During the financial year 2020-2021, there were 3,145 incidents where clandestine entrants were detected concealed in vehicles, despite the covid-19 pandemic causing a lower volume of traffic. This rose to 3,838 incidents during the financial year 2021-2022. The Government are therefore concerned that the scheme is not having enough of an effect, as drivers are not taking the steps required to secure vehicles, and clandestine entrants are continuing to use these routes to enter the UK.

It is for this reason that the Government committed to review and overhaul the scheme as part of its new plan for immigration. A public consultation on the new plan for immigration was held from 24 March to 6 May 2021. The Government then introduced changes to the scheme through the new Nationality and Borders Act 2022.

The changes under the 2022 Act include narrowing the statutory defences available to those who have carried a clandestine entrant. This means that where a clandestine entrant has been carried, it will no longer be a statutory defence to say that an effective system for preventing the carriage of clandestine entrants was in operation, and that person may still be issued with a penalty. However, if the person has complied with regulations to be issued by the Secretary of State, which will require them to take actions to secure their transporter, report unauthorised access and keep records to show they took these steps, this could mean the level of the penalty is reduced.

The 2022 Act also introduces a new civil penalty for failing to adequately secure a goods vehicle, regardless of whether a clandestine entrant has been found. The Secretary of State will also make regulations which set out what is meant by a goods vehicle being adequately secure and the required vehicle security standards that will determine whether liability arises under this new offence. These may include vehicle checks, reporting unauthorised access and retaining records to demonstrate steps taken.

Before any of these regulations can be made under the 2022 Act, the Secretary of State has a statutory duty to consult with such persons as she considers appropriate. The Government have also agreed to consult on the level of penalty for the new offence of failing to adequately secure a goods vehicle, with a view to bringing into operation a new level of penalty: code of practice.

The Secretary of State is now discharging these obligations through this consultation, which is designed to seek the views of all interested parties on these issues and others connected with the scheme. The consultation will run for eight weeks and will close on 12 September 2022.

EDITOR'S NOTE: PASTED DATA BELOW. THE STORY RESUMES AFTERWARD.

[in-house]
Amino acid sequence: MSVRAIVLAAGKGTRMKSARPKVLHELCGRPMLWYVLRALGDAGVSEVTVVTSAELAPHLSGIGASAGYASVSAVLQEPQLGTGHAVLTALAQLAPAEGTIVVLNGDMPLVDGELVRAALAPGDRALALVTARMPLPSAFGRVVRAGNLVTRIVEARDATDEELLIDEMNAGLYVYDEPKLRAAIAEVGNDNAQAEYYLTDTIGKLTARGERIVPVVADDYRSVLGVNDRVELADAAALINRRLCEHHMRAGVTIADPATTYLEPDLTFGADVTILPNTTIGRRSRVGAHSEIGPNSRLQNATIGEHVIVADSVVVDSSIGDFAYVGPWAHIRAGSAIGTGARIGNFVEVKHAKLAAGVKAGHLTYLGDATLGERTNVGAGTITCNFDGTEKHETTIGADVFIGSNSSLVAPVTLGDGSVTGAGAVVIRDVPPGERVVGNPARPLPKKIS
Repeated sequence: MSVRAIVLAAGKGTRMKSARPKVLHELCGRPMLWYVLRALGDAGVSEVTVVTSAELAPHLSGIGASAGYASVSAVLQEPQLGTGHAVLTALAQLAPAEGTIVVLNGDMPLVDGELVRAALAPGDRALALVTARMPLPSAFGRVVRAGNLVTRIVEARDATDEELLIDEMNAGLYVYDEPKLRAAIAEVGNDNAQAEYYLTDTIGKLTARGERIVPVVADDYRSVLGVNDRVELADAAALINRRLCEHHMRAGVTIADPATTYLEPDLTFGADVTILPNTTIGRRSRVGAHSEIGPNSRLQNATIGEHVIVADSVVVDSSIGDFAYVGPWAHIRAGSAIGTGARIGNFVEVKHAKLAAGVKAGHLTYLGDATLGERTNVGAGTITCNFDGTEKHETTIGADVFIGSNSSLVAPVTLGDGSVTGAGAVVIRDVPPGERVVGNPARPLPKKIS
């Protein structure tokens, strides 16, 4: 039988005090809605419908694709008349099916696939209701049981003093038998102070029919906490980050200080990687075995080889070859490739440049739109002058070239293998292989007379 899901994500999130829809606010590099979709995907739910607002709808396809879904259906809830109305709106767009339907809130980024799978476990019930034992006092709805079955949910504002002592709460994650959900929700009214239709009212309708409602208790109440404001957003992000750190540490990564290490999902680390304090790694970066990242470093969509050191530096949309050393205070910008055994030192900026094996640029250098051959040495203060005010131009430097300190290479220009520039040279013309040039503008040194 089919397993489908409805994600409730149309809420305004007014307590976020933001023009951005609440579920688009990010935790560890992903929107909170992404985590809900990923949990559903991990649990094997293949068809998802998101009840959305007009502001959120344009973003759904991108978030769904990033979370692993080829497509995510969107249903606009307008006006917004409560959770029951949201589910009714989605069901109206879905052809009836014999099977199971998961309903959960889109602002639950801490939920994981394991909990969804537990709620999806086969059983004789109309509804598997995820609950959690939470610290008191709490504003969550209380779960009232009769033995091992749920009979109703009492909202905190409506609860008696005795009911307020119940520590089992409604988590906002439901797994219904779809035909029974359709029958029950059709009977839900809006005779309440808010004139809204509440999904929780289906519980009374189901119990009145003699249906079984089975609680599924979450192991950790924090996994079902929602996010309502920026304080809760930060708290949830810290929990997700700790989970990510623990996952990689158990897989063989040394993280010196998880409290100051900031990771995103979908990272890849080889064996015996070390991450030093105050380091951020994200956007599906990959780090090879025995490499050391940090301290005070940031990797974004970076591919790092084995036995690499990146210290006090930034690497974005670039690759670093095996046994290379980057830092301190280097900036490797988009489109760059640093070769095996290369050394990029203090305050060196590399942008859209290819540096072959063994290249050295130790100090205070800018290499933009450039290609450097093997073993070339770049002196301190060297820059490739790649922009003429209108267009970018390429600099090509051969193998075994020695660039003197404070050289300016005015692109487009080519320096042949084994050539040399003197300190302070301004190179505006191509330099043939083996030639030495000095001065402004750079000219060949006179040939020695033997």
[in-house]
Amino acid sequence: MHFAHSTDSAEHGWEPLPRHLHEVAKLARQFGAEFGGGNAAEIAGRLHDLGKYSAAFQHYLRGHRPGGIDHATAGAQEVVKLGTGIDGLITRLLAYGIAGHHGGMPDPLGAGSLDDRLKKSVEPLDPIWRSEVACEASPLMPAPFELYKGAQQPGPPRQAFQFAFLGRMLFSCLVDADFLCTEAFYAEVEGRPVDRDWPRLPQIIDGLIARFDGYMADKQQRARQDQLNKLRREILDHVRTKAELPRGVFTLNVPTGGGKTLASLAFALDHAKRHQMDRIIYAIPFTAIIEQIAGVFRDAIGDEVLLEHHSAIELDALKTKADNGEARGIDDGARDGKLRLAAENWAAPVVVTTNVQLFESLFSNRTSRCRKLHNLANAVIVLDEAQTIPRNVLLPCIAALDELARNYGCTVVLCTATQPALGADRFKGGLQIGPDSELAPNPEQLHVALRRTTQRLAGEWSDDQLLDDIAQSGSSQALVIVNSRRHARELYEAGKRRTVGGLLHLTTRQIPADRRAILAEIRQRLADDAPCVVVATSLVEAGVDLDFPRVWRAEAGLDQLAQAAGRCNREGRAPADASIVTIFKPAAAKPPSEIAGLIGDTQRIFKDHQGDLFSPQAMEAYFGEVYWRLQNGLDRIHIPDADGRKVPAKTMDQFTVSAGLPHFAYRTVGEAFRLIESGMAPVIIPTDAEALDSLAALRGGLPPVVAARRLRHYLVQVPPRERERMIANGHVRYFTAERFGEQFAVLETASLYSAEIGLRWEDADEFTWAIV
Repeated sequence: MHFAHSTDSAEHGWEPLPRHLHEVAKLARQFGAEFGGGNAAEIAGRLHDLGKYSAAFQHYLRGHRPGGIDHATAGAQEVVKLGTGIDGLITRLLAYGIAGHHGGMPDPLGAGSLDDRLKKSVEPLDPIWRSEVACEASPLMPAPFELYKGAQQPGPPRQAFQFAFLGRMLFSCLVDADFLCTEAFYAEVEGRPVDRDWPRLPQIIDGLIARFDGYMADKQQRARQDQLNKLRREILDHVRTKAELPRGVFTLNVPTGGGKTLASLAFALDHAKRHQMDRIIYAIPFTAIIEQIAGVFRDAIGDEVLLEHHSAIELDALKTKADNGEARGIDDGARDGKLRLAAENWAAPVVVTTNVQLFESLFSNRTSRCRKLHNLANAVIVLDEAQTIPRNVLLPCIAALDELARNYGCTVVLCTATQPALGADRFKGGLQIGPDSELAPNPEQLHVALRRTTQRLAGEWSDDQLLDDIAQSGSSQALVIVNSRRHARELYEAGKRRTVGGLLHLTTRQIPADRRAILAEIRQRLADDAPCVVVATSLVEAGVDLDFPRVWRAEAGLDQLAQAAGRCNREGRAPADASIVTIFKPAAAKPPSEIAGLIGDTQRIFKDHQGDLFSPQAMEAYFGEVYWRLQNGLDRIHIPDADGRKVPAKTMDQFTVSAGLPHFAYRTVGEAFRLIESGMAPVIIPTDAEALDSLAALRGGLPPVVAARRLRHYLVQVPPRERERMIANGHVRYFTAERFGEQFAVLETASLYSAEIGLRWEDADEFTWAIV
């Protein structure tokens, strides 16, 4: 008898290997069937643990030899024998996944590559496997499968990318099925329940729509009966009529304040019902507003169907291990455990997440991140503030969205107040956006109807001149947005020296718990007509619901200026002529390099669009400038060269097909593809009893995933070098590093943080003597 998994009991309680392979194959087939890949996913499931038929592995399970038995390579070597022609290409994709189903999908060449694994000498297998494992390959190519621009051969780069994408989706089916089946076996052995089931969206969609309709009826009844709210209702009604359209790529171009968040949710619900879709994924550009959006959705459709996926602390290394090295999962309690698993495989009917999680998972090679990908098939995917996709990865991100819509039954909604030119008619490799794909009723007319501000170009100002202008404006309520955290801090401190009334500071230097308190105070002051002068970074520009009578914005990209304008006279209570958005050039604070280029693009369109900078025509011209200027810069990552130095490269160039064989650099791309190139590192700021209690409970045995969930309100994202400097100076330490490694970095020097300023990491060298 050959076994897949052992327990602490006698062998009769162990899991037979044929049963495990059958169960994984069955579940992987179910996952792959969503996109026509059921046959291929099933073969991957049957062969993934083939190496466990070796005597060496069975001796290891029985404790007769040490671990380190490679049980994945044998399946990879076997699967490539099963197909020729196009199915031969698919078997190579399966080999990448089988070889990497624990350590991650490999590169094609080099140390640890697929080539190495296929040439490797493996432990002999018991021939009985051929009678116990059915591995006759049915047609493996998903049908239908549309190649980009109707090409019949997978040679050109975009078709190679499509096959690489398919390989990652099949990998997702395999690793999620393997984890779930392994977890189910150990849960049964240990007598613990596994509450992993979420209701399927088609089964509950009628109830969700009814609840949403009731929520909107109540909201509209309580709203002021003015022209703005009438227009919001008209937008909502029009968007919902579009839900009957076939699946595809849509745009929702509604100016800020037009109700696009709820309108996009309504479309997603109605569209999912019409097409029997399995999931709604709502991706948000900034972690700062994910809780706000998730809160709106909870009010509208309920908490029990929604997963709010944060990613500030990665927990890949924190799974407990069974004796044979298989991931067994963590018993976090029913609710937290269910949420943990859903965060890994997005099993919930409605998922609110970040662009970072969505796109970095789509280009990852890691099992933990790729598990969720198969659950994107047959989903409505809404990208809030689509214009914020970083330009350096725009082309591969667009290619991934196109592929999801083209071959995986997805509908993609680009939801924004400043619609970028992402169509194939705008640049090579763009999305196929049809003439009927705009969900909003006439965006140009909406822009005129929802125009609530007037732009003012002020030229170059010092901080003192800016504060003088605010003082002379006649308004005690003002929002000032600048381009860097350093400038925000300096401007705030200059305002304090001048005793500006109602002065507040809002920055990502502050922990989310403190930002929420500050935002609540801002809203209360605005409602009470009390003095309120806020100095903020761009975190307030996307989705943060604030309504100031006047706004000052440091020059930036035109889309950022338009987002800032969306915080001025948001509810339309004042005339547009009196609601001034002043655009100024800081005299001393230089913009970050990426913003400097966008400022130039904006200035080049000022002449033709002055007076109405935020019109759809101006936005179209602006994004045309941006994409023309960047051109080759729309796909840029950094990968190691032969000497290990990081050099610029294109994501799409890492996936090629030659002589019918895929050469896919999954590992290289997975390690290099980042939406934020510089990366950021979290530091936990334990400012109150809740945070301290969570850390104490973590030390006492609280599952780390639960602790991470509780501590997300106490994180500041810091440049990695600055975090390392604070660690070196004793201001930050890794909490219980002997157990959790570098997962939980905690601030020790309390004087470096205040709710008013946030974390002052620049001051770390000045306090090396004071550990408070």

Alongside the consultation, the Home Office will be running a series of engagement events to explore these issues in more detail. If you would like to join an engagement event, please email:

The closing date to express an interest in joining an engagement date is 19 August 2022.

We welcome your views and look forward to hearing from you.

A copy of the consultation will be placed in the Libraries of both Houses and also made available on


Swift, Certain, Tough: New Consequences for Drug Possession

Today, I am pleased to announce the publication of a White Paper, “Swift, Certain, Tough: new consequences for drug possession” and accompanying public consultation, which has been laid before the House (CP 723). It has also been published on

As set out in the 10-year drug strategy, published in December 2021, we are committed to exploring options for tackling so-called recreational drug use. This White Paper does just that and proposes new sanctions to deter people from illicit drug use and change attitudes. Fundamental to this new regime is that drug users face greater consequences than they do today. And while we want consequences to be tough, we also want them to be fair, meaningful, and appropriate.

The White Paper sets out a combination of proposals for legislation, as well as broader areas for reform on which we invite consideration. We propose a new escalatory three tier framework for drug possession offences which will apply to all drug users, except where users have a drug dependence where treatment is the most relevant intervention.